DOWNEY - Two Warren High School students were recognized for excellence in robotics at a national competition last week.Bernabe Perez and Samuel Kim won the bronze medal in mobile robotic technology after competing in the SkillsUSA National Leadership and Skills Conference in Kansas City. Industry leaders representing over 1,100 businesses, corporations, trade associations and unions recognized students for their demonstrated excellence in 98 hands-on occupational and leadership contests, such as robotics, criminal justice, aviation maintenance and public speaking. All contests were designed, run and judged by industry using industry standards. Top student winners received gold, silver and bronze medallions. Many also received prizes such as tools of their trade and scholarships to further their careers and education. High scorers also received Skill Point Certificates, awarded in 86 occupational and leadership areas to students who achieved a high score defined by industry. The SkillsUSA Championships is for high school and college-level students who are members of SkillsUSA. In addition to Perez and Kim, other local winners included: La Mirada High students Ryan Cooper, Kristina Jackson and Brandon Remedios (Skill Point Certificate in industrial and engineering technology) Bellflower High student Alfredo Larranaga (Skill Point Certificate in firefighting) Downey High student Jesus Laurean (Skill Point Certificate in photography) Lynwood High student Rudy Marchorro (Skill Point Certificate in medical terminology) Bellflower High student J. Jesus Diaz (college/post-secondary silver medial in residential systems installation and maintenance) Bellflower High student Jesus Flores (high school silver medal in residential systems installation and maintenance) "Over 6,000 students from every state in the nation came to compete in the Skills USA Championship (last) week," said Tim Lawrence, executive director of SkillsUSA. "This is the SkillsUSA Championship at its best. Students, instructors and industries are working together to ensure America has a skilled workforce and every student excels. These students prove that career and technical education expands opportunities." According to the U.S. Department of Education, students who take three or more career and technical education (CTE) programs in high school are more likely to attend college and stay there to graduate. In fact, 79 percent of CTE concentrators enrolled in post-secondary education within two years of high school graduation. Students in CTE programs also have a higher than average high school graduation rate, officials said. All SkillsUSA contests are operated and judged by industry experts using industry standards for employment. Contests assess hands-on, employability and academic skills. More than 1,700 industry judges and technical committee members participated this year.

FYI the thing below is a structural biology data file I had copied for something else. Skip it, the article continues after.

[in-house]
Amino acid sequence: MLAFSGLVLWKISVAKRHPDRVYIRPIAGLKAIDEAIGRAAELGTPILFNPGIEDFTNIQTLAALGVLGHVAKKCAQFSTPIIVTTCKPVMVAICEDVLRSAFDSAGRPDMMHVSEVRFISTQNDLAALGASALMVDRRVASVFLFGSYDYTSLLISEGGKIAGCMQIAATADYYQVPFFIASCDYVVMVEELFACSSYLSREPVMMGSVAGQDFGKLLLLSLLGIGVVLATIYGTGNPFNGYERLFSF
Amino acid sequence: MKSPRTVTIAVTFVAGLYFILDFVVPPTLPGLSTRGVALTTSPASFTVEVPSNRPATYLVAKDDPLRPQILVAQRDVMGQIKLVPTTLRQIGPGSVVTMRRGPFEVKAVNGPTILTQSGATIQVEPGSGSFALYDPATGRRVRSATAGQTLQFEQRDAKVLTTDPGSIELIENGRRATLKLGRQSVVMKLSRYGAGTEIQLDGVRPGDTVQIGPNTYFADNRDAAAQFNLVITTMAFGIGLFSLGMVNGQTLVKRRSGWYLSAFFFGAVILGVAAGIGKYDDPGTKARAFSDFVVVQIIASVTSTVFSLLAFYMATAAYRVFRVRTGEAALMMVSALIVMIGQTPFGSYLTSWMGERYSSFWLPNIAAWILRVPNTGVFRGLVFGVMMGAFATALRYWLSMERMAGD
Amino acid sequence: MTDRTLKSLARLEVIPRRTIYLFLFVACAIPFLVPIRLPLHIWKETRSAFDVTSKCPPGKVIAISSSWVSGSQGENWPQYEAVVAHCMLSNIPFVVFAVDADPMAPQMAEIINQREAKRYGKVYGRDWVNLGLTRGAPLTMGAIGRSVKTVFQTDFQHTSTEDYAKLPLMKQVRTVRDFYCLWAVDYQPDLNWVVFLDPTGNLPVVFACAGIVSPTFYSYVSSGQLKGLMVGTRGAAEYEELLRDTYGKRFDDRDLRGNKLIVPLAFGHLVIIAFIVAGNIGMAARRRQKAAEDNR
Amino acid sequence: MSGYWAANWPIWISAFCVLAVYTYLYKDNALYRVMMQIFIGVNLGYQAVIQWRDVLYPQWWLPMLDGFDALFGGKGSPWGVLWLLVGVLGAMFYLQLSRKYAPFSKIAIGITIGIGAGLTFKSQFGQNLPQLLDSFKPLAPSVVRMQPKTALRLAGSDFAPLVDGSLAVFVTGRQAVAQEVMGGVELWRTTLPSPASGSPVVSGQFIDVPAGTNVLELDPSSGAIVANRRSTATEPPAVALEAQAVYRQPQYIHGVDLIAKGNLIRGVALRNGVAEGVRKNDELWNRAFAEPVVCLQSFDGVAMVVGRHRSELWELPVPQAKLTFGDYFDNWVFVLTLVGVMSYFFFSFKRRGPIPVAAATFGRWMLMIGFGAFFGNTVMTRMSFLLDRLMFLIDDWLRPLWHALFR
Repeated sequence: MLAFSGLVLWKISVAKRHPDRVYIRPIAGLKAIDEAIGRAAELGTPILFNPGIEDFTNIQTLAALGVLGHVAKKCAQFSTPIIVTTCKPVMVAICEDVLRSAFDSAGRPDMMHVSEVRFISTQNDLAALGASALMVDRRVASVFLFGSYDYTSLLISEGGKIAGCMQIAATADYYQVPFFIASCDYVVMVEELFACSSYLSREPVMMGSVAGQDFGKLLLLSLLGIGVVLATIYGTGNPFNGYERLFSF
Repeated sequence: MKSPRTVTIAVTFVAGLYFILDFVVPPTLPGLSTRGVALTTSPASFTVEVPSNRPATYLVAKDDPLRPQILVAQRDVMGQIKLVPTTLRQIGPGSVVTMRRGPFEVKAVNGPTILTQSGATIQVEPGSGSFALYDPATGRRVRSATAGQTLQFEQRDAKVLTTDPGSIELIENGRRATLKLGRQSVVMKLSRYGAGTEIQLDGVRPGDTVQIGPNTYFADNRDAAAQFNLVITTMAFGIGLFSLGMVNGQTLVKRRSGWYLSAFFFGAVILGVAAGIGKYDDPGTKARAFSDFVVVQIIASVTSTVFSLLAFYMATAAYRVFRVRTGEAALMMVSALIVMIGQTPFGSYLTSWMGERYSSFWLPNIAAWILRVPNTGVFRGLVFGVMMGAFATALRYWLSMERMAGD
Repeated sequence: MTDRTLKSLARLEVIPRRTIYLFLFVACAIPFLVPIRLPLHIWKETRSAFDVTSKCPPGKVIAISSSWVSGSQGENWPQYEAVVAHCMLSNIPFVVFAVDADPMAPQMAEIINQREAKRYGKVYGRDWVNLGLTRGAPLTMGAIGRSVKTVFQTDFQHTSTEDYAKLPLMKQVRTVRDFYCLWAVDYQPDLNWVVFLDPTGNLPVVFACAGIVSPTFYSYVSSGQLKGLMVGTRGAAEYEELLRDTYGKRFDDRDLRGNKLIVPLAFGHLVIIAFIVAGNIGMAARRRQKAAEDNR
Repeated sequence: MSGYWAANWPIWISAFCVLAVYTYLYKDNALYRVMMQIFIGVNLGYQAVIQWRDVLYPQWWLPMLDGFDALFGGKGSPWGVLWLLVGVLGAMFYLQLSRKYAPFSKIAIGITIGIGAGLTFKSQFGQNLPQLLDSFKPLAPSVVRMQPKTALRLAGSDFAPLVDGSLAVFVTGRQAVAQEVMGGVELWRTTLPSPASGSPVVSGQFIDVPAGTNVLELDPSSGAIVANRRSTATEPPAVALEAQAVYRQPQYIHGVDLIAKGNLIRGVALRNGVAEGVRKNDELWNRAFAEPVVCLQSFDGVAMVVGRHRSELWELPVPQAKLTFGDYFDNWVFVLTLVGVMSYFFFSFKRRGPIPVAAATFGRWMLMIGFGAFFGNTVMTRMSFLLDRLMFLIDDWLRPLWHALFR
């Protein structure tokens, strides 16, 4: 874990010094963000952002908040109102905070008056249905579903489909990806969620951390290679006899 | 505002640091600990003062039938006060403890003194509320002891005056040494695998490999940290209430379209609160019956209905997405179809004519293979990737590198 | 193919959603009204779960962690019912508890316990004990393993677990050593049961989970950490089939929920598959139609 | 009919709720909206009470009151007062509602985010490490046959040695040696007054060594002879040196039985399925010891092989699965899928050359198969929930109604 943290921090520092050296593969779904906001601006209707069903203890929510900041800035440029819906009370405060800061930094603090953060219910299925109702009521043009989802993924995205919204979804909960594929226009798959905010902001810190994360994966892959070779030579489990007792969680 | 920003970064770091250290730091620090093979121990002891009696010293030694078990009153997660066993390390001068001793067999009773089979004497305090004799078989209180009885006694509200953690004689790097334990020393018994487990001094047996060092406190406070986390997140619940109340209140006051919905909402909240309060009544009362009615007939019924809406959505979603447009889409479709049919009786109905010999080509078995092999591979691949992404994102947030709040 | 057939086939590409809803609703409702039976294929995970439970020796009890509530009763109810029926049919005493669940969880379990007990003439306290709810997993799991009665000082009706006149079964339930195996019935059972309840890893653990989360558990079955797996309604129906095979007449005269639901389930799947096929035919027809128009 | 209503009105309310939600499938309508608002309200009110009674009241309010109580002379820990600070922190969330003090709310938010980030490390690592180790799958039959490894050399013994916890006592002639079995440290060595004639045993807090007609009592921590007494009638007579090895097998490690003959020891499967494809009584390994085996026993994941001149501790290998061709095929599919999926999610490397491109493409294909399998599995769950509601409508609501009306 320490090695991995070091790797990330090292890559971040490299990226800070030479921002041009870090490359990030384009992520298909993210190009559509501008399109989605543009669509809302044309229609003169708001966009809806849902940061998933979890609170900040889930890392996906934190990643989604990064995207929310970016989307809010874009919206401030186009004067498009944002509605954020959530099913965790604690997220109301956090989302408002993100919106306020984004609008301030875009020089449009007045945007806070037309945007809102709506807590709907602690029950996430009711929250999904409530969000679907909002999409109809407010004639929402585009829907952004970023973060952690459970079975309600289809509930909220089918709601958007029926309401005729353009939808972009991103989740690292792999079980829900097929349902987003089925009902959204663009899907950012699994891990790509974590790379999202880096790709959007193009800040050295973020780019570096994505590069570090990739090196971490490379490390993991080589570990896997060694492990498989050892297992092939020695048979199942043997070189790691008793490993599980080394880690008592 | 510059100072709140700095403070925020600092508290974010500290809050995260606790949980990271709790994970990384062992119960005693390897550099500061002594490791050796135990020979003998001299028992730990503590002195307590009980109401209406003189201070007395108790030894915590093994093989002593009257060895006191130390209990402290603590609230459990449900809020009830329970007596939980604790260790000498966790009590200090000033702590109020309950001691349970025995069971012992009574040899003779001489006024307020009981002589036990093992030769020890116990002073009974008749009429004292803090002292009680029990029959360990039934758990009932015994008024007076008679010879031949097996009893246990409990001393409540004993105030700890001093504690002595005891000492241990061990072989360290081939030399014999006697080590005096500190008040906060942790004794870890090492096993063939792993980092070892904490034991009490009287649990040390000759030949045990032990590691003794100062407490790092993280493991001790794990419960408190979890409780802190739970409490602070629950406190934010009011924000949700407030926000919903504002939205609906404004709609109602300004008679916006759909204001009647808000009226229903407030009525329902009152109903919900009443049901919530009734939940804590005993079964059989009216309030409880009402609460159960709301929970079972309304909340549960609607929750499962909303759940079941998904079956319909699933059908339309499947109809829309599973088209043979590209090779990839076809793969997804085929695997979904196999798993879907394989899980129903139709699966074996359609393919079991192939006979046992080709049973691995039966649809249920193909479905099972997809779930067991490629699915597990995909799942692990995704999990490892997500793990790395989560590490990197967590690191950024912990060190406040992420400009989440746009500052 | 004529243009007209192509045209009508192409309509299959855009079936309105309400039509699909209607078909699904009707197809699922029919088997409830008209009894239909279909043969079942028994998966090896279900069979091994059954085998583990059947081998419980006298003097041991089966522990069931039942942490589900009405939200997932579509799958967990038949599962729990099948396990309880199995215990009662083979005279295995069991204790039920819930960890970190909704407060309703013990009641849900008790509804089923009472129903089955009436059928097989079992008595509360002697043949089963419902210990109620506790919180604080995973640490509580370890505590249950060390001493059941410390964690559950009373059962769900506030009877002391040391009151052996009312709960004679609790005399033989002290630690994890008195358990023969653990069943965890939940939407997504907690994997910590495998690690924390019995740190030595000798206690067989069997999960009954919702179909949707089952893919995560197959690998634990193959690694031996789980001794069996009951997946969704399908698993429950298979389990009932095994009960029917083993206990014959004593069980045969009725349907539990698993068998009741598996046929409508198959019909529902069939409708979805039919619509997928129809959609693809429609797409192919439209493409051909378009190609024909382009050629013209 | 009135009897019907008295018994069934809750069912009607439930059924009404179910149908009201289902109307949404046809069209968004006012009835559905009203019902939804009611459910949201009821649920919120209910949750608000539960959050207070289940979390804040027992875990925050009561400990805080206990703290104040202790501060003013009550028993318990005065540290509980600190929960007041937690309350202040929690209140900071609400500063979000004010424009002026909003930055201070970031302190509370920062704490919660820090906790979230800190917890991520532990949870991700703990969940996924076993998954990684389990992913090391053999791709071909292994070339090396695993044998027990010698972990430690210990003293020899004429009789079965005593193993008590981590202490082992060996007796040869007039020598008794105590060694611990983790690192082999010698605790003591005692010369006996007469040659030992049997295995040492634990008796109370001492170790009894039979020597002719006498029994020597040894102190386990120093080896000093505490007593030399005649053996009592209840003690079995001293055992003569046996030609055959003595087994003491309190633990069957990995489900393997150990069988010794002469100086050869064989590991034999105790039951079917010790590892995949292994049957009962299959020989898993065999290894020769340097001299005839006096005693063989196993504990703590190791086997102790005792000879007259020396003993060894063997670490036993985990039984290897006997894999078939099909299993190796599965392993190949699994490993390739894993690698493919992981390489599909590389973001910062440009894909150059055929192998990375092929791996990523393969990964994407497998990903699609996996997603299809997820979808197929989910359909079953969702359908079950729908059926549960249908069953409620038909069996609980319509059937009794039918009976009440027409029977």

********** Published: July 11, 2013 - Volume 12 - Issue 13